Once one of the most prominent private gardens of the Hudson Valley, Innisfree is now open for all to enjoy. Featuring an abundance of spaces to explore, including a water garden, Innisfree is one of my favorite places in the Hudson Valley.
Want to know more about Innisfree Garden?
Reference this article showcasing all there is to do & see during a visit to Innisfree Garden
Through the white gate off the parking lot are the formal gardens which date from the first half of the 19th century, although they have been redesigned a number of times, the fountain is believed to date from the early 20th century.
Go see The Formal Gardens, Terrace Garden, The Herb Garden, Teaching Garden and North Courtyard Garden during your visit and get inspired by all the beauty.
The gardens of Kyuit are done in the Beaux-Arts style and are considered some of William Welles Bosworth’s best work in the United States, looking out over very fine views of the Hudson River.
Stroll through the formal gardens, such as the Rose Garden, Italian Garden, and Brook Garden, and be sure to visit the outdoor sculptures by celebrated artists such as Alexander Calder and Henry Moore.
This public park contains so much more than gardens and an arboretum. The park contains many special features, including formal gardens featuring trees, shrubs, and flowers from around the world.
Spend an afternoon exploring this great example of Hudson Valley Gardens and be amazed by the Veteran’s Museum, as well and the Dinosaur Park.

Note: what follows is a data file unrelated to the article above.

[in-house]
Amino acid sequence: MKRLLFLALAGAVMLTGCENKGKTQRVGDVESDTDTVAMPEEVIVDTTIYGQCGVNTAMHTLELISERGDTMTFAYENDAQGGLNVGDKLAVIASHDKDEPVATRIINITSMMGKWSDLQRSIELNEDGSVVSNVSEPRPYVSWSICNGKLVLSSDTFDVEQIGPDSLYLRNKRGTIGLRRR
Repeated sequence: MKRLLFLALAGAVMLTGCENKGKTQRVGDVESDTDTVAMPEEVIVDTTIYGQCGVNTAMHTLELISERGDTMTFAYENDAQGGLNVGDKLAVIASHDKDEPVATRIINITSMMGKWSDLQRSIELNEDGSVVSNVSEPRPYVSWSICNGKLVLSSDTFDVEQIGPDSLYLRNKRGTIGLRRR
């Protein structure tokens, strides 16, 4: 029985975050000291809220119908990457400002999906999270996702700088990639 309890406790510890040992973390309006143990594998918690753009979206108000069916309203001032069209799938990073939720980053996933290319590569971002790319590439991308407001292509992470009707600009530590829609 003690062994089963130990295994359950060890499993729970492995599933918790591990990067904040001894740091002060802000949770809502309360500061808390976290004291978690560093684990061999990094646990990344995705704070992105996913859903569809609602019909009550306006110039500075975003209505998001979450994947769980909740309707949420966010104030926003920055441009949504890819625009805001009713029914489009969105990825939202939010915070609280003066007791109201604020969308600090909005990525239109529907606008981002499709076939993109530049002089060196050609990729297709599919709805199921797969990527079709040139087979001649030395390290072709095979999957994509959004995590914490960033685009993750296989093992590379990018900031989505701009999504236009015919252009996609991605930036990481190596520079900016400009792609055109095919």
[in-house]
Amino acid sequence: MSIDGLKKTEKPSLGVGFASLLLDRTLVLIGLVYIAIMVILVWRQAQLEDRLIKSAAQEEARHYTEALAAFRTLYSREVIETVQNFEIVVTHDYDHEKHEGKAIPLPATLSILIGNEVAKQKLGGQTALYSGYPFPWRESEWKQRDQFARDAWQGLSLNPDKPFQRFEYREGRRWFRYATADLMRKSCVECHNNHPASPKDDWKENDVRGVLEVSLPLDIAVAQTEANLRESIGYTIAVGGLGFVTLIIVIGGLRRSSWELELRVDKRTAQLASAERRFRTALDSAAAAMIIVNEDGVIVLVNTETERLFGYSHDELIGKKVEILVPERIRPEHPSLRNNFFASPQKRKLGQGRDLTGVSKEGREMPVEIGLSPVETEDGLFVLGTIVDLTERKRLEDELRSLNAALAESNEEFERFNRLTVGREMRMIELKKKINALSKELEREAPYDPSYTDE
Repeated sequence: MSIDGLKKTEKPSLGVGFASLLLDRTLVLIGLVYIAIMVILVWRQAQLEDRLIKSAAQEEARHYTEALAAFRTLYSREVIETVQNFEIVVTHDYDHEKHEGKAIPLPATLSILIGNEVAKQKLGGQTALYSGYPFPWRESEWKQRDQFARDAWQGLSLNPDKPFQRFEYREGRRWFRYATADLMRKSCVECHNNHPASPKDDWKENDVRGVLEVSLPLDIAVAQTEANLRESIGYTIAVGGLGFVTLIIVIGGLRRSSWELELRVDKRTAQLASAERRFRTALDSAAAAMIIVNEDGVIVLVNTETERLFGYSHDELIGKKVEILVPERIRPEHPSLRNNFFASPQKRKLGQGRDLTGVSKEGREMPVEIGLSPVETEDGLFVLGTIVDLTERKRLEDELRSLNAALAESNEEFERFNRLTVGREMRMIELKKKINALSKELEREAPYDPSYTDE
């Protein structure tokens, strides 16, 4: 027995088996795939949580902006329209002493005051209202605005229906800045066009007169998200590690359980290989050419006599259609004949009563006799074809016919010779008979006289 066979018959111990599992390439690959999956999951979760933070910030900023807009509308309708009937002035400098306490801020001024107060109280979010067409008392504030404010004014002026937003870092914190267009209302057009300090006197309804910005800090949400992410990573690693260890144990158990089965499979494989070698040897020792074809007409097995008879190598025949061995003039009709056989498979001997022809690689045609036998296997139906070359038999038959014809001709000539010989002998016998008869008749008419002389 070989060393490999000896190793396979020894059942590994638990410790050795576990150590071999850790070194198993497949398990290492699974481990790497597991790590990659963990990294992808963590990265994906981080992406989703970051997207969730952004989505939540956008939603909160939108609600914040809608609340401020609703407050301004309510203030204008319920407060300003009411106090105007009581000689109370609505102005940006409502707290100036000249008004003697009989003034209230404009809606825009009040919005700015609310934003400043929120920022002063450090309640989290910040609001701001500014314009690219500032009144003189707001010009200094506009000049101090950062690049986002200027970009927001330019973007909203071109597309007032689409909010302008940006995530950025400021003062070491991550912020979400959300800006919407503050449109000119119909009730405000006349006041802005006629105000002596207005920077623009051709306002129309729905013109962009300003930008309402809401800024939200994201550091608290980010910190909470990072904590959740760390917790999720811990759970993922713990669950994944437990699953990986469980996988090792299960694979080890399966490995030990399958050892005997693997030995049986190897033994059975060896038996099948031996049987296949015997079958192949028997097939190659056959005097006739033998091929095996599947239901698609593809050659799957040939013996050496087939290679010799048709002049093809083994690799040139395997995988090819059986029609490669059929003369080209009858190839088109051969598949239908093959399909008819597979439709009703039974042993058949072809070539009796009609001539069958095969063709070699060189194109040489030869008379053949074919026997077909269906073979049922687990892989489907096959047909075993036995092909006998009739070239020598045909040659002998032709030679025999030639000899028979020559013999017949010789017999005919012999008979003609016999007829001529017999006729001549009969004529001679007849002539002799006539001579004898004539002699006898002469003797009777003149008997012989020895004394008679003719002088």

The arboretum itself includes:
- Extensive lilac and pine collections, a large azalea garden, a yellow magnolia grove, and a flowering tree grove.
- Azalea Garden – a large garden with hundreds of red, white, pink, magenta, yellow, and lavender azaleas, with small ponds and waterfalls.
- William and Mildred Lasdon Memorial Garden
- Chinese Friendship Pavilion and Cultural Garden
Lenoir Preserve is a 40-acre nature preserve comprising woodlands and field habitats. It is adjacent to the Old Croton Aqueduct on slopes overlooking the Hudson River, providing spectacular views.
In summer, the butterfly garden is at its height, and is visited by a wide variety of butterflies.
Locust Grove’s stately trees, rolling hills, and vistas from a bluff high above the Hudson River all combine to create a grand landscape garden.
A kitchen garden provided fresh produce for the residents of the Locust Grove estate for over two centuries. Today, the restored kitchen garden provides a place for visitors to learn about the wide variety of vegetables and fruits grown on the estate over the past three centuries. Today Locust Grove’s gardens and grounds cover nearly 200 acres and is a great place to spend an afternoon.
Enjoy 67-acres of property, discovering restored Civil War-era pathways, sit in one of three restored viewing platforms perched on rock outcroppings, and enjoy unparalleled views of the widest point of the Hudson River, fountains, specialty gardens, and numerous outbuildings.
Montgomery Place is a designated National Historic Landmark set amid rolling lawns, woodlands, and gardens, against the spectacular backdrop of the Catskill Mountains. Many of the formal and rough gardens with the help of one of America’s best-known landscape designers, Andrew Jackson Downing.
Tips for a Successful Visit to one or more Hudson Valley Gardens:
- Make sure that the garden is open before making plans. Some Hudson Valley Gardens are run by volunteers and opening and closing dates/days may vary depending on weather.
- Remember that many Hudson Valley Gardens are only open seasonally and on certain days of the week.
- Verify information about a particular garden on their own website or social media channel(s).
- Have a back-up plan in case your plans don’t work out.
- Make a simple itinerary or purchase one, like this one, to make your outing complete.
Until the Next Adventure…
PIN IT FOR LATER!